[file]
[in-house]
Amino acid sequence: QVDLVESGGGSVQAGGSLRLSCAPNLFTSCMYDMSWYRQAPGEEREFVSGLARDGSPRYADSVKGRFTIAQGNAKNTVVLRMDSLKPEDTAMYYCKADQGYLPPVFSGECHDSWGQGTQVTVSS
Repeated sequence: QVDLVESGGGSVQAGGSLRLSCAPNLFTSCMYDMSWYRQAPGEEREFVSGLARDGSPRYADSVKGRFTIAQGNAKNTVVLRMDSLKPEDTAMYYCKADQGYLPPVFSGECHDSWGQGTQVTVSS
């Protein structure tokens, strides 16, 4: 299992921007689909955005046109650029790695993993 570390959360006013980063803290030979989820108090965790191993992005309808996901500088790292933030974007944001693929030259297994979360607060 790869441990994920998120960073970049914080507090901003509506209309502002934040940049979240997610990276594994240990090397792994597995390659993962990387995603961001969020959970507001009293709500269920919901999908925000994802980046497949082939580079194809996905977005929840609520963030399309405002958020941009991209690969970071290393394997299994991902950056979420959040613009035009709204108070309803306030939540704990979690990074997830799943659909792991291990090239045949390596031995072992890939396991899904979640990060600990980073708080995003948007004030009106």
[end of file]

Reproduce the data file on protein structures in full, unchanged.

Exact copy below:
[in-house]
Amino acid sequence: QVDLVESGGGSVQAGGSLRLSCAPNLFTSCMYDMSWYRQAPGEEREFVSGLARDGSPRYADSVKGRFTIAQGNAKNTVVLRMDSLKPEDTAMYYCKADQGYLPPVFSGECHDSWGQGTQVTVSS
Repeated sequence: QVDLVESGGGSVQAGGSLRLSCAPNLFTSCMYDMSWYRQAPGEEREFVSGLARDGSPRYADSVKGRFTIAQGNAKNTVVLRMDSLKPEDTAMYYCKADQGYLPPVFSGECHDSWGQGTQVTVSS
């Protein structure tokens, strides 16, 4: 299992921007689909955005046109650029790695993993 570390959360006013980063803290030979989820108090965790191993992005309808996901500088790292933030974007944001693929030259297994979360607060 790869441990994920998120960073970049914080507090901003509506209309502002934040940049979240997610990276594994240990090397792994597995390659993962990387995603961001969020959970507001009293709500269920919901999908925000994802980046497949082939580079194809996905977005929840609520963030399309405002958020941009991209690969970071290393394997299994991902950056979420959040613009035009709204108070309803306030939540704990979690990074997830799943659909792991291990090239045949390596031995072992890939396991899904979640990060600990980073708080995003948007004030009106």